Biochemical and Biophysical Research Communications, Vol.500, No.3, 671-675, 2018
Reversion of aging-related DHEAS decline in mouse plasma alleviates aging-related glucose tolerance impairment by potentiation of glucose-stimulated insulin secretion of acute phase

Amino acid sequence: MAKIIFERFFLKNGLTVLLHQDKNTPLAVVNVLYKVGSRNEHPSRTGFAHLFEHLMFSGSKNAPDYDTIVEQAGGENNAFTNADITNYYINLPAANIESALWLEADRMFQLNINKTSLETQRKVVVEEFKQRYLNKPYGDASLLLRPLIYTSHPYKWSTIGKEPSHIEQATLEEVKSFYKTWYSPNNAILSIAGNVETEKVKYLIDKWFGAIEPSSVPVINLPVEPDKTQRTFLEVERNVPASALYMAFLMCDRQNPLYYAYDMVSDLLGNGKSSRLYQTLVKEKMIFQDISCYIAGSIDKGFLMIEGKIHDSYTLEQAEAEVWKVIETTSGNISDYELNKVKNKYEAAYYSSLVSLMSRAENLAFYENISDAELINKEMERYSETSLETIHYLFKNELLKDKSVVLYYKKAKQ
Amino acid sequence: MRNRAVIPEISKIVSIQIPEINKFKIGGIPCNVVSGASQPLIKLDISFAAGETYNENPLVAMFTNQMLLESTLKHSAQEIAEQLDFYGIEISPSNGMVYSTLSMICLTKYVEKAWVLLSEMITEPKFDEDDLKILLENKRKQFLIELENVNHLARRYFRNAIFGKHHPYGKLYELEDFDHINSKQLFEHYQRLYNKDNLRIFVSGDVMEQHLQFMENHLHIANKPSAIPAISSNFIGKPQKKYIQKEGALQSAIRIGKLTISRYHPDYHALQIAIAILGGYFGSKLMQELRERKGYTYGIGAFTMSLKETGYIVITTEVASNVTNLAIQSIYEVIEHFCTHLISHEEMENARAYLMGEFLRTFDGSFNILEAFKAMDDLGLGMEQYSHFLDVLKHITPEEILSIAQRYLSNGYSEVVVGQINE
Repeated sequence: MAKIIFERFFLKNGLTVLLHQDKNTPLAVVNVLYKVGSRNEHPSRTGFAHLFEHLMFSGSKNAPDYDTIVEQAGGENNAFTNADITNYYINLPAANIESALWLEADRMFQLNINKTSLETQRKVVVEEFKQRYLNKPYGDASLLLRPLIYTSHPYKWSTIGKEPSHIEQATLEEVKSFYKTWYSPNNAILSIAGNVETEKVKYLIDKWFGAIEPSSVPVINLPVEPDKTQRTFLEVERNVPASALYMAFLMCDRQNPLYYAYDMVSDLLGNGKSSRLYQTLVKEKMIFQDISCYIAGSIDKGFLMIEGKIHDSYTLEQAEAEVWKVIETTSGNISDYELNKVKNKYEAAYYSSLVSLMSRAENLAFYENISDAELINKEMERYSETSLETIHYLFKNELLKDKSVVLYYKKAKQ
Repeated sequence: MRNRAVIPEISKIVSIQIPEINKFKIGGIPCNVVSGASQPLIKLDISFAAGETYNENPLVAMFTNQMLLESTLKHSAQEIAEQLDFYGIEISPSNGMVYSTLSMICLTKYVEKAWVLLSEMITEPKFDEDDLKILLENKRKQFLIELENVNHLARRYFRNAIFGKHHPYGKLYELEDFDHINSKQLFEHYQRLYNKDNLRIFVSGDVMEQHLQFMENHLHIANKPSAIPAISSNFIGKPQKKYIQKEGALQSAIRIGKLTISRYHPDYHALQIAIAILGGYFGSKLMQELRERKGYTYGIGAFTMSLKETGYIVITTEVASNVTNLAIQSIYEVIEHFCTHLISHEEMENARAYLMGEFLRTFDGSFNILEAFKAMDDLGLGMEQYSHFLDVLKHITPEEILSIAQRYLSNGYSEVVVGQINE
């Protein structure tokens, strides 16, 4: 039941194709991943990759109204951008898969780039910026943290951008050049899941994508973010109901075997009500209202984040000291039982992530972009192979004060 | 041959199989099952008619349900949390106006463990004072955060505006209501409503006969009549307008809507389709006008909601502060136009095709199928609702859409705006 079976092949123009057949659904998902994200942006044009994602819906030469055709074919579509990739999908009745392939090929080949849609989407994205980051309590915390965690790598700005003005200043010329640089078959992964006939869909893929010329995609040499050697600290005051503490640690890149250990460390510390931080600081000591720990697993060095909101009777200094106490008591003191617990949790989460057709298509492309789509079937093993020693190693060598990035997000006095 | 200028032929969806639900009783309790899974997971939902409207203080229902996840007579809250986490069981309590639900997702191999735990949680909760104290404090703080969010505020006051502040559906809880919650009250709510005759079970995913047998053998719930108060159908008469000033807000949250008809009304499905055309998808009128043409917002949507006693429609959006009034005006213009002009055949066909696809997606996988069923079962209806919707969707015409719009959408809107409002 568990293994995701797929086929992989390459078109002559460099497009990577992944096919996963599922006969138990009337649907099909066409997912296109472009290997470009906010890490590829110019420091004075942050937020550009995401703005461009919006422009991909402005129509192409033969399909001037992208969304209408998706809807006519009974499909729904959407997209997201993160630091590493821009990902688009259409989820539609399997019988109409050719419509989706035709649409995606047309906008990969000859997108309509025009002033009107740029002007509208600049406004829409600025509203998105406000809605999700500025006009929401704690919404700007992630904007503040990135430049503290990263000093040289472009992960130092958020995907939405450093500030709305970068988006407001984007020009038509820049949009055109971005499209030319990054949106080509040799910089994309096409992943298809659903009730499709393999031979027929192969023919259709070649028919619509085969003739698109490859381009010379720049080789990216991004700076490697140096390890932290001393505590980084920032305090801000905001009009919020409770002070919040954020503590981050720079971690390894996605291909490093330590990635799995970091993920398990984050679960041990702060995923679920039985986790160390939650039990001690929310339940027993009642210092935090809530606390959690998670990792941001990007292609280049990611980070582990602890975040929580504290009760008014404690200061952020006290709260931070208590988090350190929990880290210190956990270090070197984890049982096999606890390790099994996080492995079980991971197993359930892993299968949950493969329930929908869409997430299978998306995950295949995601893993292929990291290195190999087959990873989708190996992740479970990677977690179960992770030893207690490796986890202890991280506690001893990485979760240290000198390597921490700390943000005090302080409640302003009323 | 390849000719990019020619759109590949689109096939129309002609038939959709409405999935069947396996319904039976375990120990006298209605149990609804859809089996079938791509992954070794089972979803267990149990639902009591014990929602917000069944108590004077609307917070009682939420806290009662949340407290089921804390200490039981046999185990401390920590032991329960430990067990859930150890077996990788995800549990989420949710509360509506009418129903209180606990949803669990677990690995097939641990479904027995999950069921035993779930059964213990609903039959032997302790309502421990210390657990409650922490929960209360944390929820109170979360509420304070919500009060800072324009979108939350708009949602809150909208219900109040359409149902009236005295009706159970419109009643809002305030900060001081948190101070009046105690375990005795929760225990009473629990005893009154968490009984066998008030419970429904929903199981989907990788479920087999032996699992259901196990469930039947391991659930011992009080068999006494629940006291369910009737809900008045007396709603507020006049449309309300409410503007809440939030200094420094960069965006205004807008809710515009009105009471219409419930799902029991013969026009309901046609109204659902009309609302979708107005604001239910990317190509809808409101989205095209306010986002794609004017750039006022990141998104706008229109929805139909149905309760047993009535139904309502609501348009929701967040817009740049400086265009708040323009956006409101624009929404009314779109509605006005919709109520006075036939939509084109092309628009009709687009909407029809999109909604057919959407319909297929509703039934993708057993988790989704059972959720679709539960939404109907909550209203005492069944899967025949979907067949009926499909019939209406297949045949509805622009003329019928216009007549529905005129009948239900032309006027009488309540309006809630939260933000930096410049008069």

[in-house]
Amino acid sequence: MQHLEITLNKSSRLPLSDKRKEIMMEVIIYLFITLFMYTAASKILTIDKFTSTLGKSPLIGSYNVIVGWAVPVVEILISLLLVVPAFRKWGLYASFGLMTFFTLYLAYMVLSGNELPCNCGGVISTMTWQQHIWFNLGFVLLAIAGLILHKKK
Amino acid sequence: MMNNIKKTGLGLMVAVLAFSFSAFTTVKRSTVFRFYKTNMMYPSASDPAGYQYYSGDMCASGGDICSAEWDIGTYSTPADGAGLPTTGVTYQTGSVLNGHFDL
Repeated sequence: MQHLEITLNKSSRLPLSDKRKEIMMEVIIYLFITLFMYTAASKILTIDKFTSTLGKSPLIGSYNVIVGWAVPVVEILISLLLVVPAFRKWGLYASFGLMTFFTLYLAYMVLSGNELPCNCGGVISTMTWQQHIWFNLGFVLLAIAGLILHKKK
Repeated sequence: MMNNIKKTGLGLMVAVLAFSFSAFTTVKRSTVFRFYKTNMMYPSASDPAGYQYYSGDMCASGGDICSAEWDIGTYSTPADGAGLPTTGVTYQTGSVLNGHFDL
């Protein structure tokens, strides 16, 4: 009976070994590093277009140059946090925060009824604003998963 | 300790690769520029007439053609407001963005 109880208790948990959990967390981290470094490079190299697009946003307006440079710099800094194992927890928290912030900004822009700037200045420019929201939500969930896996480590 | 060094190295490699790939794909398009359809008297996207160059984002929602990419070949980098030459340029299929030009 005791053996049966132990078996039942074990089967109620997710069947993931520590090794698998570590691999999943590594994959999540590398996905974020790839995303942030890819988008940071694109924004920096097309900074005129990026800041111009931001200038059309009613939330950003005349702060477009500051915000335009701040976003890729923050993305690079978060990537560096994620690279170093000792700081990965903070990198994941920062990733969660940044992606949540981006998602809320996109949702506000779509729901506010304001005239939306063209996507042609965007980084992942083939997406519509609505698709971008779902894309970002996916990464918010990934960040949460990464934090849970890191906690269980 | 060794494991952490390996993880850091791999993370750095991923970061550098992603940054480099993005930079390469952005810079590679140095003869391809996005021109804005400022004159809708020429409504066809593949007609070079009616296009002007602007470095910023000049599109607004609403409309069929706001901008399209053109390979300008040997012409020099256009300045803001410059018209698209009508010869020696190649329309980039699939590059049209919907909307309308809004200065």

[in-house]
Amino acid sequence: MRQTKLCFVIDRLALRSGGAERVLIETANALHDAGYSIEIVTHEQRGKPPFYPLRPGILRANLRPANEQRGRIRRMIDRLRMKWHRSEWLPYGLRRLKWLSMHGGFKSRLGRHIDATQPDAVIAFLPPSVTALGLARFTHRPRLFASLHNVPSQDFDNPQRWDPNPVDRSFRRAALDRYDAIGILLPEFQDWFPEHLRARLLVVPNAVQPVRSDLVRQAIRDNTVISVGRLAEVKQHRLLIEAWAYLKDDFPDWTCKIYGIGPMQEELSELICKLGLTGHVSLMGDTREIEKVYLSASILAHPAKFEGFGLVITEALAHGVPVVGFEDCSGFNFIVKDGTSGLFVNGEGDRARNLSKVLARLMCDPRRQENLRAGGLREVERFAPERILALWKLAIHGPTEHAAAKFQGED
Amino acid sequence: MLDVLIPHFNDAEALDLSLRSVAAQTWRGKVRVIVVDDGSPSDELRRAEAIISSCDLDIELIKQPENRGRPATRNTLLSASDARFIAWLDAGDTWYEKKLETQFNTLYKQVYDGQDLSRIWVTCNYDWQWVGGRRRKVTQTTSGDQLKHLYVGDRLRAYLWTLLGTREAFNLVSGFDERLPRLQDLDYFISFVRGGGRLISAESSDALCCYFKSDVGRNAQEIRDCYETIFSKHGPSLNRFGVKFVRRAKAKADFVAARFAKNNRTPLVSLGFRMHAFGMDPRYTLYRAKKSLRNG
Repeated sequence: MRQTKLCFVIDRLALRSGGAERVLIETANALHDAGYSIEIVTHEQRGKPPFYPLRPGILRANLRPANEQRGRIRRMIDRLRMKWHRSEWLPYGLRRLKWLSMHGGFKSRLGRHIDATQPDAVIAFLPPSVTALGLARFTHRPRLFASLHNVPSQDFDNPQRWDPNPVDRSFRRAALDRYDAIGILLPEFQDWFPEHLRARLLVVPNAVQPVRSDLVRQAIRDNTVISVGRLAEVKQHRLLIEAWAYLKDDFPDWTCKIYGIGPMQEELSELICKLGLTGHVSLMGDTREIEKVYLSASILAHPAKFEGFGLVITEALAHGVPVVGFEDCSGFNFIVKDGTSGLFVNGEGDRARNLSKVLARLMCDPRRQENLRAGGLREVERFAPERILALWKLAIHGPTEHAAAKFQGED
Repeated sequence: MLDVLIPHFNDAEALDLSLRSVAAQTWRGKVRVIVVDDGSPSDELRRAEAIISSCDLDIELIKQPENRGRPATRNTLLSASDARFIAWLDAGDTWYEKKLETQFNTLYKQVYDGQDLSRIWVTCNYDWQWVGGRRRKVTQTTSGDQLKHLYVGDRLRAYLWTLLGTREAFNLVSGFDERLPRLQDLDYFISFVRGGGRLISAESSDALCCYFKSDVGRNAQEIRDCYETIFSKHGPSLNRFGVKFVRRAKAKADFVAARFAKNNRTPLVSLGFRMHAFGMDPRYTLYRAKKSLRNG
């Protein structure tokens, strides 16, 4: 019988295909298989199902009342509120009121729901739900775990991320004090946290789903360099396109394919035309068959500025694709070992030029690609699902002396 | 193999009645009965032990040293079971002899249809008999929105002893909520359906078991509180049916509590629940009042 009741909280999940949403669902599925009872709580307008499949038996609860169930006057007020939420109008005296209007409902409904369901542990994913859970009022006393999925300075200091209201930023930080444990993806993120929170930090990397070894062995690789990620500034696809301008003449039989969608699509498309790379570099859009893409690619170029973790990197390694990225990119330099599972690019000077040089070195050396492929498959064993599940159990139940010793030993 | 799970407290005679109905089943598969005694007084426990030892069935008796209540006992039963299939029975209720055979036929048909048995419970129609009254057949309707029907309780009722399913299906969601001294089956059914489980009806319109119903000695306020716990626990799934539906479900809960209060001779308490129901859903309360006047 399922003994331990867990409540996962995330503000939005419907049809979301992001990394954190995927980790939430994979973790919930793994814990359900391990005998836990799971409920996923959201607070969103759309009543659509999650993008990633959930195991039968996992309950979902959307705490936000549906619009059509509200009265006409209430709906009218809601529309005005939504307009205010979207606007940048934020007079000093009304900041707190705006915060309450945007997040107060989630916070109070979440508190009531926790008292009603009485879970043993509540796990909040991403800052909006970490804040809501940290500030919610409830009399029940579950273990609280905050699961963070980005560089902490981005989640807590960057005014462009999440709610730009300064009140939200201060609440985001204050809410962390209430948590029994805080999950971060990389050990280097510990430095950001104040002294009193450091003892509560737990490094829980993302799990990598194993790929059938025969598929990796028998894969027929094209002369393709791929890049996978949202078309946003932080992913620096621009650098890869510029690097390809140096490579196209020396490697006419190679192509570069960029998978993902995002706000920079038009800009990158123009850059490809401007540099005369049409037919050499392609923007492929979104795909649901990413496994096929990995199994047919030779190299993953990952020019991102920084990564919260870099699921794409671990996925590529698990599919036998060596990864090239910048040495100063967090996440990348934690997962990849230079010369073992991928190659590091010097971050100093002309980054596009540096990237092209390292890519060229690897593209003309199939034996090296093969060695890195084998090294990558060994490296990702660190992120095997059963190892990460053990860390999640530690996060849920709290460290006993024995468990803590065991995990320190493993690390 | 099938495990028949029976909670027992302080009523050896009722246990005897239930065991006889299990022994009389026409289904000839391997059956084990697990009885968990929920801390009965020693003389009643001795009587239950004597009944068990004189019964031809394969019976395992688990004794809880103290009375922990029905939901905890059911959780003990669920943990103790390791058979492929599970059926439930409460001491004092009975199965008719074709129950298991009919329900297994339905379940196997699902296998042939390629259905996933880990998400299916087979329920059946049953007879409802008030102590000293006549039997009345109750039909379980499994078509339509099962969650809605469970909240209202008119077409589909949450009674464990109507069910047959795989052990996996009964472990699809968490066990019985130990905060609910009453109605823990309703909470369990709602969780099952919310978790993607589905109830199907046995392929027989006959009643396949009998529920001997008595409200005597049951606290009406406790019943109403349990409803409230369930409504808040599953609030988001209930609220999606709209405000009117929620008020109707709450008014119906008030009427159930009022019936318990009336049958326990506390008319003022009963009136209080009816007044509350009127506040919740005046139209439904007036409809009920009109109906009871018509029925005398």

Aims/hypothesis: The latest research proposes mild age-related diabetes (MARD) as a subgroup of type 2 diabetes. While in human circulating dehydroepiandrosterone sulfate (DHEAS) decline with age is related to MARD, the role of circulating DHEAS in insulin secretion remains little known. Methods: After intraperitoneal administration of glucose (2 g/kg) together with DHEAS (50 mu g/kg) or equivalent DMSO to young (6-8 week old) or aging (12 month old) male C57BL/6 mice, plasma DHEAS and blood glucose were measured at indicated time point. Then in vitro, we investigated DHEAS effects on GSIS of acute phase in aging mice pancreatic islets as well as in MIN6 cells. Finally we conducted pharmacological studies in MIN6 cells to examine whether exert its effects on insulin secretion by itself. Results: We found in vivo that aging mice had lower plasma DHEAS levels and impaired glucose tolerence compared to young mice and that the aged mice but not the young mice receiving DHEAS supplement had improved glucose tolerance as soon as 15 min after glucose injection compared to the ones with DMSO administration. These results indicate that in male mice, aging-related DHEAS decline in plasma contribute to aging-related impairment of glucose tolerence and that reversion of aging-related DHEAS deficiency in aging mice plasma could alleviate aging-related glucose tolerance impairment. Consistently, in vitro DHEAS glucose-and dose-dependently potentiated glucose-stimulated insulin secretion (GSIS) of acute phase in both aging male mice pancreatic islets and MIN6 cells. Moreover, none of steroid sulfatase (STS) inhibitor STX64 (10 nM), androgen receptor (AR) blocker flutamide (1 mM) or estrogen receptor (ER) antagonist IC1182780 (1 mM), affected DHEAS-potentiated high GSIS of acute phase indicating this potentiation exercised by DHEAS per se Conclusions: /interpretation These results lead us to tentatively conclude that aging-related DHEAS decline may imply MARD development and that adequate DHEAS supplement may be a precise medicine and preventive measure for MARD. (C) 2018 Published by Elsevier Inc.